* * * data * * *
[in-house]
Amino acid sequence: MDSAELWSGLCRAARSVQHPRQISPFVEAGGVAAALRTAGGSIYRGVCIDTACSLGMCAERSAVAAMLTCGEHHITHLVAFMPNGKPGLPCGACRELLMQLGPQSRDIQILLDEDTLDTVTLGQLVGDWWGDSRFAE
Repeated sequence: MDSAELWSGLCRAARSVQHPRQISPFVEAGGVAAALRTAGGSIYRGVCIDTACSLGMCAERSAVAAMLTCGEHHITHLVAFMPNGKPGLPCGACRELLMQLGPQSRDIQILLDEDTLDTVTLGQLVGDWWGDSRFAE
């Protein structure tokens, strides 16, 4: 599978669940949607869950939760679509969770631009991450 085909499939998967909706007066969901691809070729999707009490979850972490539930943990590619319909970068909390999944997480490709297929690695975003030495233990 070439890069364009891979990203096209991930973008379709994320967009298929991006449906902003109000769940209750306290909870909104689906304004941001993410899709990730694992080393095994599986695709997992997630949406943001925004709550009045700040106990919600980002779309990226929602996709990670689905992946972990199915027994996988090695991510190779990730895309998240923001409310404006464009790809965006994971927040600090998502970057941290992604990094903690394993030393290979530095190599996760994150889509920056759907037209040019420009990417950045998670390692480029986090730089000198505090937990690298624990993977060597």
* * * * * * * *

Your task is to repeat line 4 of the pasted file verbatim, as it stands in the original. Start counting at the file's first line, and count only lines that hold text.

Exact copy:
């Protein structure tokens, strides 16, 4: 599978669940949607869950939760679509969770631009991450 085909499939998967909706007066969901691809070729999707009490979850972490539930943990590619319909970068909390999944997480490709297929690695975003030495233990 070439890069364009891979990203096209991930973008379709994320967009298929991006449906902003109000769940209750306290909870909104689906304004941001993410899709990730694992080393095994599986695709997992997630949406943001925004709550009045700040106990919600980002779309990226929602996709990670689905992946972990199915027994996988090695991510190779990730895309998240923001409310404006464009790809965006994971927040600090998502970057941290992604990094903690394993030393290979530095190599996760994150889509920056759907037209040019420009990417950045998670390692480029986090730089000198505090937990690298624990993977060597």